Most municipalities budget for a small amount of interest each year on their cash deposits, on their short- and medium-term investments, as well as some amount of interest on outstanding taxes. Municipalities are expecting to take at least $10.8 million out of reserves to address operating shortfalls, and many others said discussions about drawing on reserves were underway. Collectively, along with decreased interest rates, expected losses in these areas are anticipated to amount to some 10.81 per cent of the overall $66.45 million total, or $7,183,438.

COVID-19 also led to unexpected additional expenses for municipalities, including $3.31 million to supply personal protective equipment (PPE) and Plexiglas service kiosks, and other health and safety measures.

The NSFM argued that the lost revenues are separate from property taxes and are based largely on user fees. Without support from the provincial and federal governments, the NSFM asserts that these unrecoverable costs will be carried forward into next year’s budgeting processes, where they will have to be picked up by the taxpayer.

The average shortfall estimated by municipalities in this survey is equivalent to 2.94 per cent of their total operating budgets. That would mean an average 7.1 per cent hike to residential tax rates in next year’s budgets.

The unique fiscal structure of municipalities only permits this loss to be carried forward into next year, not any future year beyond that. Any lingering shortfall from this year will require next year’s tax rates to be raised by a similar and corresponding amount.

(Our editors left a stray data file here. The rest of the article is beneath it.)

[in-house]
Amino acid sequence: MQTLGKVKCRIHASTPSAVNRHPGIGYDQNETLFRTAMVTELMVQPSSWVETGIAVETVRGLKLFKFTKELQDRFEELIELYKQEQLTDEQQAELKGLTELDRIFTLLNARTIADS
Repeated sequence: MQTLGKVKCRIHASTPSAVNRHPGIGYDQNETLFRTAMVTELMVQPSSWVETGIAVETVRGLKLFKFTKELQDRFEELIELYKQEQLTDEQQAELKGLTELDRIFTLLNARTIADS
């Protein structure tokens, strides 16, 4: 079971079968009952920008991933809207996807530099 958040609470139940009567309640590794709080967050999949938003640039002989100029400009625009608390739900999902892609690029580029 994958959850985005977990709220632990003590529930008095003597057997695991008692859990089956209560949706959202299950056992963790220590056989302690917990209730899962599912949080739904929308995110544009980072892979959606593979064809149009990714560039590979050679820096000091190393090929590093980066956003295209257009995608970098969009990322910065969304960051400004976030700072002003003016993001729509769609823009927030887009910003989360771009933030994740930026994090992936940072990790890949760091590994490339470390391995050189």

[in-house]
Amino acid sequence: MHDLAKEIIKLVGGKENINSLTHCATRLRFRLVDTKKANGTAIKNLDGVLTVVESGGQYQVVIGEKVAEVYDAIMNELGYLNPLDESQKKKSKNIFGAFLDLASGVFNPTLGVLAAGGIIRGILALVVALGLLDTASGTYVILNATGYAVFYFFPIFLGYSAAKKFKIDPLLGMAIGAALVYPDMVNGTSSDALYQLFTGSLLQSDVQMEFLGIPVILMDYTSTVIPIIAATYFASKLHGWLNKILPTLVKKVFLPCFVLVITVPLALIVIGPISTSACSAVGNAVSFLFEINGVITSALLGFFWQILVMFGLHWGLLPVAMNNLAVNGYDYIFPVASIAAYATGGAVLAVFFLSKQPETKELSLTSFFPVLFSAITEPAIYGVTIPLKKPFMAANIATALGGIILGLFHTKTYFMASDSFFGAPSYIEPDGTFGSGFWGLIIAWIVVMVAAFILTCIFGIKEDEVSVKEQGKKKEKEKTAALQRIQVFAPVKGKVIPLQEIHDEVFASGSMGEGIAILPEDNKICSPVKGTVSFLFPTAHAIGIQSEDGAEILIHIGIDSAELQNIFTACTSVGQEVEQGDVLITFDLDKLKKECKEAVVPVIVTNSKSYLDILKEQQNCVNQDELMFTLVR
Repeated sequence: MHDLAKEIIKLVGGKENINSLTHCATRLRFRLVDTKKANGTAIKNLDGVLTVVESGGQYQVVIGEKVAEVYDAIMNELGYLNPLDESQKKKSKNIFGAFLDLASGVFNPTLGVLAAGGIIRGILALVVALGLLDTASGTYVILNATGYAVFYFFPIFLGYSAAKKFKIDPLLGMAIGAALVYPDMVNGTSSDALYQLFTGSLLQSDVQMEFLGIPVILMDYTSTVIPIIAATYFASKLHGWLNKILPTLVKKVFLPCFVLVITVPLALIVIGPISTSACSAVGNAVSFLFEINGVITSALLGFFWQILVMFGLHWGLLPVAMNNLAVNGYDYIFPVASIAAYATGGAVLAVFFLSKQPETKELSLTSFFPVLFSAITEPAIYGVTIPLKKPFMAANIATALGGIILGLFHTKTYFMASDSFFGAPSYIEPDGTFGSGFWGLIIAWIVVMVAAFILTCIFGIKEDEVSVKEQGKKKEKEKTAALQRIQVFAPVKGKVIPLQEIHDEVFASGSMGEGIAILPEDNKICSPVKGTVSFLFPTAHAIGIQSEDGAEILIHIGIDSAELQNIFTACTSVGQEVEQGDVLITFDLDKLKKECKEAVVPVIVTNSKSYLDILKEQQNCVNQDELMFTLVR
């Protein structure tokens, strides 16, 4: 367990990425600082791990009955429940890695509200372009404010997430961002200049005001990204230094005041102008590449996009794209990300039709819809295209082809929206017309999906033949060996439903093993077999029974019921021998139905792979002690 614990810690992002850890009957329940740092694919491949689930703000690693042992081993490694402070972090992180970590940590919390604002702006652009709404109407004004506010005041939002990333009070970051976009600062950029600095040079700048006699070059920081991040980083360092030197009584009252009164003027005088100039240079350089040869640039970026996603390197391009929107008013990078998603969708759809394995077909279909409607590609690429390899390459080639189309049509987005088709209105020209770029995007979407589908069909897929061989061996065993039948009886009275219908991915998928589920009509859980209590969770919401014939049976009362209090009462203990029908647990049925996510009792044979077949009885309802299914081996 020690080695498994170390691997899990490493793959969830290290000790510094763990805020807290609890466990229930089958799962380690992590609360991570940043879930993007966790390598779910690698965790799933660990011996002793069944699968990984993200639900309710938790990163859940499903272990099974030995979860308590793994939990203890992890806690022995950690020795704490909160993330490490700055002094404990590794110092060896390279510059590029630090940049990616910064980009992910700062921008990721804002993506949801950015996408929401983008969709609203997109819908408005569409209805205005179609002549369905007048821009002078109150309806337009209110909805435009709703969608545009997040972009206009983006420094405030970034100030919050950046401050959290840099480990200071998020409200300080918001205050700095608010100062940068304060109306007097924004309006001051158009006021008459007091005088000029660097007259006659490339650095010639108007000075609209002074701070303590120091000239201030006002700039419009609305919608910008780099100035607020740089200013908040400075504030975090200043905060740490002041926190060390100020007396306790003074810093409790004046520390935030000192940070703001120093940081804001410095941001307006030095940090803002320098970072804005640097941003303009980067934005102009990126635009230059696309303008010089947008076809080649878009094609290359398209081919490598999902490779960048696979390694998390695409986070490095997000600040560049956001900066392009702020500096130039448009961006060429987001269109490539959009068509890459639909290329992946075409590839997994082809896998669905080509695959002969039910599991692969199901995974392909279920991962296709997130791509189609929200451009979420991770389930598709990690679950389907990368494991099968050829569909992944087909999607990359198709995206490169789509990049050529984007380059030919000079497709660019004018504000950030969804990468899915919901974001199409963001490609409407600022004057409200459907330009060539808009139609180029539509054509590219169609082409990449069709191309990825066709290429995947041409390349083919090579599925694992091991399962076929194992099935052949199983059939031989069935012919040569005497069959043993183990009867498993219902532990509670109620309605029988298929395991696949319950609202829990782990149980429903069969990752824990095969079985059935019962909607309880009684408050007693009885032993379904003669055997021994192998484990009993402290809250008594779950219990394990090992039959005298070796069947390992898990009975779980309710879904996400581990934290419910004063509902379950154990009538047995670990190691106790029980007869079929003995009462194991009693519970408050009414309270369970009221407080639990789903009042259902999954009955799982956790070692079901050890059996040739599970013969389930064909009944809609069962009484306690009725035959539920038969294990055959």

NSFM president Pam Mood says that’s “not practical or fair” given existing cost pressures due to COVID-19 on residents and businesses.

Nova Scotian municipalities have scrambled to make cuts over these past months, axing programs and laying off hundreds of staff. Municipalities have cut 143 Full-Time Equivalent (FTE) positions, and have put off hiring another 116 FTEs.

With limited avenues to generate revenue and an inability to run deficits, the NSFM is requesting this unrecoverable shortfall be addressed through grant money from the provincial and federal governments, pointing to recent announcement by Prime Minister Trudeau that up to $14 billion in federal transfers will be made available to provinces and territories through a Safe Restart Agreement.

Unfortunately for municipalities, there are no other options, but money from other levels of government, unless Nova Scotians are willing to absorb large tax increases in the midst of a global pandemic.

And the argument that expenditures need to be cut further and administrations made leaner holds no water, since that has already been done.

Of course, both the federal and provincial governments have financial challenges of their own to overcome, but municipalities in Nova Scotia are facing unique and far-ranging, and they need help immediately.

Obviously, municipalities across Canada are facing the same basic obstacles, and helping each and every municipal unit would require a vast expenditure from the federal government, and their provincial partners, but this money has to be found.

Municipalities in Nova Scotia have done all they can to stave off disaster this year, and next year promises to be much worse.

Fortunately, there is time to initiate talks so they all get the help they need.